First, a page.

the fixings out and I’m making myself one.”
“Um … sure.” Her stomach growled again. “The
question is, what are YOU doing home at this time of day?” She
dropped her backpack onto the sofa and walked into the kitchen.
“Some kind of problem with the water at
work. They actually gave us an extra hour off, with pay, so I
decided to come home and get something different to eat besides
“Yeah, I can relate to that.”
“The real question is, what are YOU doing
home, Carla? They don’t give you that much time to eat out, do
Carla accepted the thick ham sandwich that
her father handed her on a plate, along with a handful of potato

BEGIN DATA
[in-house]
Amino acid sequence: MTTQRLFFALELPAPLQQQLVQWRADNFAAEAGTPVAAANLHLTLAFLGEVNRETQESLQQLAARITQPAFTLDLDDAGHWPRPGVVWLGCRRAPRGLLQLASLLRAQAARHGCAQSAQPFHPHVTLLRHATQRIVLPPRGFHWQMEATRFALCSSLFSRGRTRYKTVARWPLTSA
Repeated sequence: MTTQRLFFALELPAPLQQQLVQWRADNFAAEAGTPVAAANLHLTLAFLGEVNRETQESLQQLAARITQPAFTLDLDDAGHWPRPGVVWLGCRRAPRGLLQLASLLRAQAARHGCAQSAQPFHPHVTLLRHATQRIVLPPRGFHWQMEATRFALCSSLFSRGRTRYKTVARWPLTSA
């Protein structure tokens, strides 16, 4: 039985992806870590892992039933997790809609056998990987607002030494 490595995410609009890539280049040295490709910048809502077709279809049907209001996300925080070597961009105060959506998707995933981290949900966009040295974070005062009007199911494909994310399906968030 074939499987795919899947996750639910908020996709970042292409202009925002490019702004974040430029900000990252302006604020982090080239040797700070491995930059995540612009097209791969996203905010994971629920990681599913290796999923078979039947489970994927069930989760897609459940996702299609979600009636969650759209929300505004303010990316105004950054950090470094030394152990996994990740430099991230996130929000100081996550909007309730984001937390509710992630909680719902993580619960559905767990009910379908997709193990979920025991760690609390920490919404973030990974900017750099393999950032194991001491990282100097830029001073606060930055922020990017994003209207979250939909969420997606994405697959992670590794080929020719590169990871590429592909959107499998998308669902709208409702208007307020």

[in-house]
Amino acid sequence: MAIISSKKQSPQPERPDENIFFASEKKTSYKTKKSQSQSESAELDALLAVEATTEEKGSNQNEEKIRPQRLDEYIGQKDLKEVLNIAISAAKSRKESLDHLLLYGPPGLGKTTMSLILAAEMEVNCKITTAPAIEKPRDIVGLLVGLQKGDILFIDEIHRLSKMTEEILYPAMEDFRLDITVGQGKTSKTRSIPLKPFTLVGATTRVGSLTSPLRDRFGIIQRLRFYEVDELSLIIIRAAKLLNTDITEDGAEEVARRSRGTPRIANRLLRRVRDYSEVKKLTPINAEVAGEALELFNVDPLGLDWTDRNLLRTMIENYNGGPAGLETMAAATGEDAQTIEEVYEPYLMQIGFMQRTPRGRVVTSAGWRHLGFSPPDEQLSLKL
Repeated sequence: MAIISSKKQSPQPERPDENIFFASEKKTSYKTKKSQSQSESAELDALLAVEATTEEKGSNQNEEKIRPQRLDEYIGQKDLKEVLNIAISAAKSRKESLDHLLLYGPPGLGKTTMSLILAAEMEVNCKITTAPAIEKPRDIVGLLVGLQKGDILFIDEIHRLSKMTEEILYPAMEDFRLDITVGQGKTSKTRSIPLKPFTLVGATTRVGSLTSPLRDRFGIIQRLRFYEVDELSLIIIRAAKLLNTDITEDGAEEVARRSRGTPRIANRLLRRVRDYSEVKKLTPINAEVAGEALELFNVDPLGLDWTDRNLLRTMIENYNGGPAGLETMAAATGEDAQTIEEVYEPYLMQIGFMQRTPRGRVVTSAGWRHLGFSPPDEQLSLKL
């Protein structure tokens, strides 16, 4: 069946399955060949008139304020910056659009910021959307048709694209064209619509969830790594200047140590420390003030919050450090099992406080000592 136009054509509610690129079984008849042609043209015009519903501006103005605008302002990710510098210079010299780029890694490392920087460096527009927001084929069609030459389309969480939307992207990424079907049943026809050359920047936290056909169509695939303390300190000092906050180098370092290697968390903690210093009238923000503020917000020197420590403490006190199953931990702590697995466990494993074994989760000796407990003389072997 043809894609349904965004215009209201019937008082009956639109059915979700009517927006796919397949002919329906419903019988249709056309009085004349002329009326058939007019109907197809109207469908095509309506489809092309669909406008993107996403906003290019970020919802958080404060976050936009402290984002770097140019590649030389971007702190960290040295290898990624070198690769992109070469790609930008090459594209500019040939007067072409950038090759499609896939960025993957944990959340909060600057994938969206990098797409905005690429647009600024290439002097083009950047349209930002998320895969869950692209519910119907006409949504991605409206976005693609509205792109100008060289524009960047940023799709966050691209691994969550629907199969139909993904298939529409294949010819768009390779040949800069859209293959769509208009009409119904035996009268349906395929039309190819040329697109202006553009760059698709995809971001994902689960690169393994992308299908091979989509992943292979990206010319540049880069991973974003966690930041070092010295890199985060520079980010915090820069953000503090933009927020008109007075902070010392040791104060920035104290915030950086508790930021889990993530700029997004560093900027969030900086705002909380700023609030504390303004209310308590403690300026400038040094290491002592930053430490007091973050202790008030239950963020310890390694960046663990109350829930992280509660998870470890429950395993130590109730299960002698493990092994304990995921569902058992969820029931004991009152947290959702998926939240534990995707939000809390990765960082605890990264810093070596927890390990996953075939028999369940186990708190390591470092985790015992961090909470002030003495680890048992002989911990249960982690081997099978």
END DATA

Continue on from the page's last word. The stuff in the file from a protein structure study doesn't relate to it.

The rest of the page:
chips, and sat at the table. She took a preliminary bite and wiped
excess mustard from her upper lip. “Pop, I guess you can say that I
had a little adventure today.” And she told her father much the
same story that she’d told Sandra, also omitting any mention of
drugs or the car wrecking and burning or the knife at the neck of
the man and in general making it sound mostly like a joyride with a
“And that’s it? You just happened to run
into Sandra supposedly selling yearbook ads at the café?”
“Yep, and then she gave me a ride home.
Pretty silly of her trying to hook up with someone she’d only met
“Yeah, and don’t you ever try that, or
you’ll be grounded until you’re 21, my darling daughter.”
“No way, Pop. I think I may have one good
potential around here. Sandra’s dumping her old boyfriend, and I
think he likes me.”
“Yeah, well, you’d better calm down, or
you’ll scare him off, don’t you think?”
She considered the question. “I don’t think
so. Although he’s sorta the quiet kind. Not really Sandra’s type at
all. I don’t know how they ever hooked up in the first place.”